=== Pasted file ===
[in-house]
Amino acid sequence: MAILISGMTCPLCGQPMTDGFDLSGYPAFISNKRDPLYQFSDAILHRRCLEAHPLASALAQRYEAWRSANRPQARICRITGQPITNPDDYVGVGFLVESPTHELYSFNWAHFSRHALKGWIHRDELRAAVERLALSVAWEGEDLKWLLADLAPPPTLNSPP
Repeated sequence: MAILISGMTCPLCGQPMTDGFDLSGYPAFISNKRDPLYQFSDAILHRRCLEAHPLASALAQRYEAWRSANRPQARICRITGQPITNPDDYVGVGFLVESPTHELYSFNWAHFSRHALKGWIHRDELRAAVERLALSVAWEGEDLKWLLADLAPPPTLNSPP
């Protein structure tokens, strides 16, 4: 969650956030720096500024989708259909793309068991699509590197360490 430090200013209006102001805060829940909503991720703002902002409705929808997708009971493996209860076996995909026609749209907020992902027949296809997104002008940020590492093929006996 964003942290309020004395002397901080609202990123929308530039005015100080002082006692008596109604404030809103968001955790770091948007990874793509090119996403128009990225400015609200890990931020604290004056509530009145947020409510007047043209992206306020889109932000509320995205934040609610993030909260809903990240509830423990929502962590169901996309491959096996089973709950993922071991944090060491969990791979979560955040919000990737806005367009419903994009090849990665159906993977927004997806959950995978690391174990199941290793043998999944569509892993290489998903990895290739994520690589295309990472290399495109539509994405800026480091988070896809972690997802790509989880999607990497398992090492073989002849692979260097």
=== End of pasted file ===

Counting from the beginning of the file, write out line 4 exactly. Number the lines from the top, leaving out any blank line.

């Protein structure tokens, strides 16, 4: 969650956030720096500024989708259909793309068991699509590197360490 430090200013209006102001805060829940909503991720703002902002409705929808997708009971493996209860076996995909026609749209907020992902027949296809997104002008940020590492093929006996 964003942290309020004395002397901080609202990123929308530039005015100080002082006692008596109604404030809103968001955790770091948007990874793509090119996403128009990225400015609200890990931020604290004056509530009145947020409510007047043209992206306020889109932000509320995205934040609610993030909260809903990240509830423990929502962590169901996309491959096996089973709950993922071991944090060491969990791979979560955040919000990737806005367009419903994009090849990665159906993977927004997806959950995978690391174990199941290793043998999944569509892993290489998903990895290739994520690589295309990472290399495109539509994405800026480091988070896809972690997802790509989880999607990497398992090492073989002849692979260097």